The same survey also found an increased demand for help with other mental health issues, including sleep disorders, obsessive-compulsive disorders, and substance-related and addictive disorders. Also, the U.S. Surgeon General recently issued an advisory to highlight the urgent need to address the nation’s youth mental health crisis. Given the magnitude of our current mental health crisis, a better understanding of hope can help us as a collective strategy for managing our mental health.
Research suggests that hope is a resiliency factor that can promote well-being during a global health crisis (Gallagher et al., 2021). Hope has also been associated with fewer posttraumatic symptoms (PTSD) of depression and anxiety, and data from a meta-analytic review show that hope acts as a protective factor against developing chronic or severe symptoms of PTSD (Arnau et al., 2007; Gallagher et al., 2020).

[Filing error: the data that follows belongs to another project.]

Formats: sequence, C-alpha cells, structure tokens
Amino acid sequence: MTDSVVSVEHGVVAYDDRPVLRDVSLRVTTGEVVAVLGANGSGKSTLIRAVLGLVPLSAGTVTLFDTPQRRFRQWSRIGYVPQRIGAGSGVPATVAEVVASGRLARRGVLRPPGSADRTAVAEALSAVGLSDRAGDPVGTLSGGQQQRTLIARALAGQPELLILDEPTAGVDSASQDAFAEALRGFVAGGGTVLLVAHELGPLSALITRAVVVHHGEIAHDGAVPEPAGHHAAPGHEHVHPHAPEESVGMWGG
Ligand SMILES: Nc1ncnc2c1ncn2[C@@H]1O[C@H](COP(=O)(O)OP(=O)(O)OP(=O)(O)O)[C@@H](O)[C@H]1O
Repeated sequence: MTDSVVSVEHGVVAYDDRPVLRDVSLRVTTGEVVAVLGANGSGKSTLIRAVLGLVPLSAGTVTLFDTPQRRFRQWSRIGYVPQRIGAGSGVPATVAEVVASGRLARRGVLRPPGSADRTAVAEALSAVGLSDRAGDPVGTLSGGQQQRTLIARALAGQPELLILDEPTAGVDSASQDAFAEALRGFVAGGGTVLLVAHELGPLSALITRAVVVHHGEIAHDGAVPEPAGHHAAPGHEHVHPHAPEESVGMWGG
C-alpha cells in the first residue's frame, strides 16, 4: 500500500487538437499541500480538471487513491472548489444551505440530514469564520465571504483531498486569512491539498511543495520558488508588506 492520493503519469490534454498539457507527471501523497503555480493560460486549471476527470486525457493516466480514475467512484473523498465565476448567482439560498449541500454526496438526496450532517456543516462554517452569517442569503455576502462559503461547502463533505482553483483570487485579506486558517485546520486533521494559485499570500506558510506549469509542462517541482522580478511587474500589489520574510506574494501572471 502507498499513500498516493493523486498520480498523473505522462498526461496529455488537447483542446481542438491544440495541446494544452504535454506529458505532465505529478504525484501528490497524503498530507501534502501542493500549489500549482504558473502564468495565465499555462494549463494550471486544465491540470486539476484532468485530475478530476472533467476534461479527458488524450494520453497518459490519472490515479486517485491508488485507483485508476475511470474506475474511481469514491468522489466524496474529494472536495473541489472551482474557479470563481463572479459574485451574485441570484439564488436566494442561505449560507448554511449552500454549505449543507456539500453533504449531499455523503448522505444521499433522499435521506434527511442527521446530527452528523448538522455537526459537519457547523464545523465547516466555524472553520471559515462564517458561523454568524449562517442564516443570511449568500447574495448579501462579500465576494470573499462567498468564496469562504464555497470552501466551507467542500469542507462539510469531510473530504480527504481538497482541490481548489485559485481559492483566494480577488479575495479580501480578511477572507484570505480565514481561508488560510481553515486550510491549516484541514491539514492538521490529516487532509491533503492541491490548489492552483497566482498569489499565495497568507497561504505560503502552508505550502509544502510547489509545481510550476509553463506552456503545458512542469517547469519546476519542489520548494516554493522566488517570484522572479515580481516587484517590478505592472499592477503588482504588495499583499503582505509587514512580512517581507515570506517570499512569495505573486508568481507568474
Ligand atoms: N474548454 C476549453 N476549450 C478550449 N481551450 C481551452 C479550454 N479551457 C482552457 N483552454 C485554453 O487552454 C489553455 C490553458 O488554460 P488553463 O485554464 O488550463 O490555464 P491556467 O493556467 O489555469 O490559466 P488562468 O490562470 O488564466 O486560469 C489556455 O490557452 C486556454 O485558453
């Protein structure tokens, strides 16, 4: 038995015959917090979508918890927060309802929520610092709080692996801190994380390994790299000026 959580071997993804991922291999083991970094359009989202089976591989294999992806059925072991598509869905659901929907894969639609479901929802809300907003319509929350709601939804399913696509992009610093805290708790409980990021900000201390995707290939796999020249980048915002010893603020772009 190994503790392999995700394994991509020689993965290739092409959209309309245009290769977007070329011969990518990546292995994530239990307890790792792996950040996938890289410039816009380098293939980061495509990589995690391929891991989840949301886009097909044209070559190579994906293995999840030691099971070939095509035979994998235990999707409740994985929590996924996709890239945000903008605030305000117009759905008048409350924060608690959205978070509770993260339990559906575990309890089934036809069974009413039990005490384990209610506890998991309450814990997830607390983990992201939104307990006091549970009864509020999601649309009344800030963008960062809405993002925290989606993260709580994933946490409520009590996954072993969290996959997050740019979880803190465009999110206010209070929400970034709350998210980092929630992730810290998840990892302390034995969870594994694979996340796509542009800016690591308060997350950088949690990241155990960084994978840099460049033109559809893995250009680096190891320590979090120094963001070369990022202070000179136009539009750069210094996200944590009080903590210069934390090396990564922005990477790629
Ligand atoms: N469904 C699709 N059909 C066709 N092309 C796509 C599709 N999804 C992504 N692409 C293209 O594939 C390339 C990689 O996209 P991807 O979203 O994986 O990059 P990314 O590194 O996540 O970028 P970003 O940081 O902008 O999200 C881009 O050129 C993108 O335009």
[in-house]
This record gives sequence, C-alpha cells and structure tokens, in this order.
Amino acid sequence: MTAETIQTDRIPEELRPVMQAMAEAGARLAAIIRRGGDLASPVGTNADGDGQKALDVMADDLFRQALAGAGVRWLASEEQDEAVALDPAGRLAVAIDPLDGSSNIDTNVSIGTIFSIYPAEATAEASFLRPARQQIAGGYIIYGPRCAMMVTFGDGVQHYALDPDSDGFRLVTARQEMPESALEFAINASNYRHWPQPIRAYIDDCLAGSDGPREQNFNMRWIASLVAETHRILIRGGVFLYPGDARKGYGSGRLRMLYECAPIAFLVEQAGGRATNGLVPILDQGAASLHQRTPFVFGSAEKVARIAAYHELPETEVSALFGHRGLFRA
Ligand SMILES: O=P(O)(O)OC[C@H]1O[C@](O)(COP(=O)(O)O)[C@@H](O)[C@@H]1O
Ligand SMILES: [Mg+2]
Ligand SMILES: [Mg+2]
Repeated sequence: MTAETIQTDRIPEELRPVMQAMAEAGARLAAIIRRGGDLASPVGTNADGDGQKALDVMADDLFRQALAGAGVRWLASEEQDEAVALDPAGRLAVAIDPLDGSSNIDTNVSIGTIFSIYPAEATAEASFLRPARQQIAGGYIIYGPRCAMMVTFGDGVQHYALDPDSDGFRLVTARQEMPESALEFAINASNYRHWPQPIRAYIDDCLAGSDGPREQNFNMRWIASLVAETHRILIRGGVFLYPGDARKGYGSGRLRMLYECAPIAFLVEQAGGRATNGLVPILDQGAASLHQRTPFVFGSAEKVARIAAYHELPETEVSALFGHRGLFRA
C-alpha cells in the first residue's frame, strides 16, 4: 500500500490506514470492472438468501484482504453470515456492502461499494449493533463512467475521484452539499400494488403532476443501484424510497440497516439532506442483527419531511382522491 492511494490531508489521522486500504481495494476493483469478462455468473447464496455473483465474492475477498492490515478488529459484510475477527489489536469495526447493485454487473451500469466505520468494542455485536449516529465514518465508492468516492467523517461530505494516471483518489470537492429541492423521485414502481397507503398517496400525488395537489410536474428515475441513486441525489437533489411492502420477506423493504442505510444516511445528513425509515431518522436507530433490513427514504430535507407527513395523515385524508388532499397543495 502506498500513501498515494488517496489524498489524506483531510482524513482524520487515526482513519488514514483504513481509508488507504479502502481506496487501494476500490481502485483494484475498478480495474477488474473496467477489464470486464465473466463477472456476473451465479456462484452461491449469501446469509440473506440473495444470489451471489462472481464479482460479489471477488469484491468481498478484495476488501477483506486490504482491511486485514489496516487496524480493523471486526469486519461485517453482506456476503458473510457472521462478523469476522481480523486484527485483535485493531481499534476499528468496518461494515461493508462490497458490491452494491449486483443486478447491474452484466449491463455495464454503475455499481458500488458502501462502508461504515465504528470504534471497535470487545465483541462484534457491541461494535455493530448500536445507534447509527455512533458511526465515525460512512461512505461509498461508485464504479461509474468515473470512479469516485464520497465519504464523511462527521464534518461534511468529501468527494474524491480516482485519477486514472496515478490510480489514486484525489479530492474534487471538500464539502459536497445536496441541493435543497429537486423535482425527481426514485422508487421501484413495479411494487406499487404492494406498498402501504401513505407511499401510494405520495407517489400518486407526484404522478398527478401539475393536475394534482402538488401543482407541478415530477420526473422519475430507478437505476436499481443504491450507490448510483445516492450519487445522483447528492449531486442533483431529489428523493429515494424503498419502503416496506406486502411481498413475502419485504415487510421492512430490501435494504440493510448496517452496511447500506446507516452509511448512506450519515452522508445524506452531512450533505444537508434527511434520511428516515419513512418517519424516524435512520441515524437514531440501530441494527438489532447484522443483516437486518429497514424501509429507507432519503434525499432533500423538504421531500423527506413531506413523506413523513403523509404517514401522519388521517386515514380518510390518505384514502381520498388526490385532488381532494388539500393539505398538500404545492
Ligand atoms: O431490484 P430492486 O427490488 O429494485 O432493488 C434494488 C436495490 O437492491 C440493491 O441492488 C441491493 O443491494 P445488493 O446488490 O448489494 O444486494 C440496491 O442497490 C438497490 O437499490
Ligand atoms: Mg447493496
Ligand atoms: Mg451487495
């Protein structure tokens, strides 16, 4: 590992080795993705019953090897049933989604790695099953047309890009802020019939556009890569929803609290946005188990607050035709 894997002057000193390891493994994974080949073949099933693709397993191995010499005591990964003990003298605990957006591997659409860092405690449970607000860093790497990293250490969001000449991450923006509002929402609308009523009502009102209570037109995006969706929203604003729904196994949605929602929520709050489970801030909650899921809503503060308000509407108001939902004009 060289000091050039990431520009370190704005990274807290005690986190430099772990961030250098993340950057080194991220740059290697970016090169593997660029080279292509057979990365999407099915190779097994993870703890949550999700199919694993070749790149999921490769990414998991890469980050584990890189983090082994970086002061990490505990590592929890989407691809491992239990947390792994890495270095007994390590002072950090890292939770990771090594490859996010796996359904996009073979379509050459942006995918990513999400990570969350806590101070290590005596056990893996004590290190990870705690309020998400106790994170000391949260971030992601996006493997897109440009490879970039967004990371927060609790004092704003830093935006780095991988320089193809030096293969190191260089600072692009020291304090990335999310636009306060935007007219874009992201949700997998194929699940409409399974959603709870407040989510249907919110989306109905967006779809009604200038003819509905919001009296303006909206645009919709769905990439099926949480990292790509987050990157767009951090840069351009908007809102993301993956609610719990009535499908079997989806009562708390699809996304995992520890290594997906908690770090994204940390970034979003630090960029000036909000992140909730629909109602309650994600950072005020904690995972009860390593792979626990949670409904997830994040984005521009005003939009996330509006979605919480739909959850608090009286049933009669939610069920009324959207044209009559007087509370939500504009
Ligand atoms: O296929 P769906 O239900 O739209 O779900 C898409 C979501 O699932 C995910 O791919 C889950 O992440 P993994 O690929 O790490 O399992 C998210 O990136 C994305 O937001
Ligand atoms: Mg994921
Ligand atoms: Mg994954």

The research suggests that people who are high in hope are more likely to make skillful changes to life’s challenges and to use effective coping strategies in the face of adversity (Lee & Gallagher, 2018). In this way, hope may stimulate increased positive affect, life satisfaction, and success, especially during times of stress, such as the pandemic. Importantly, hope may protect against states of helplessness, uncertainty, and a perceived inability to predict, control, or obtain desired results. These findings suggest that hope is associated with resilience to the chronic stressors associated with the COVID-19 pandemic.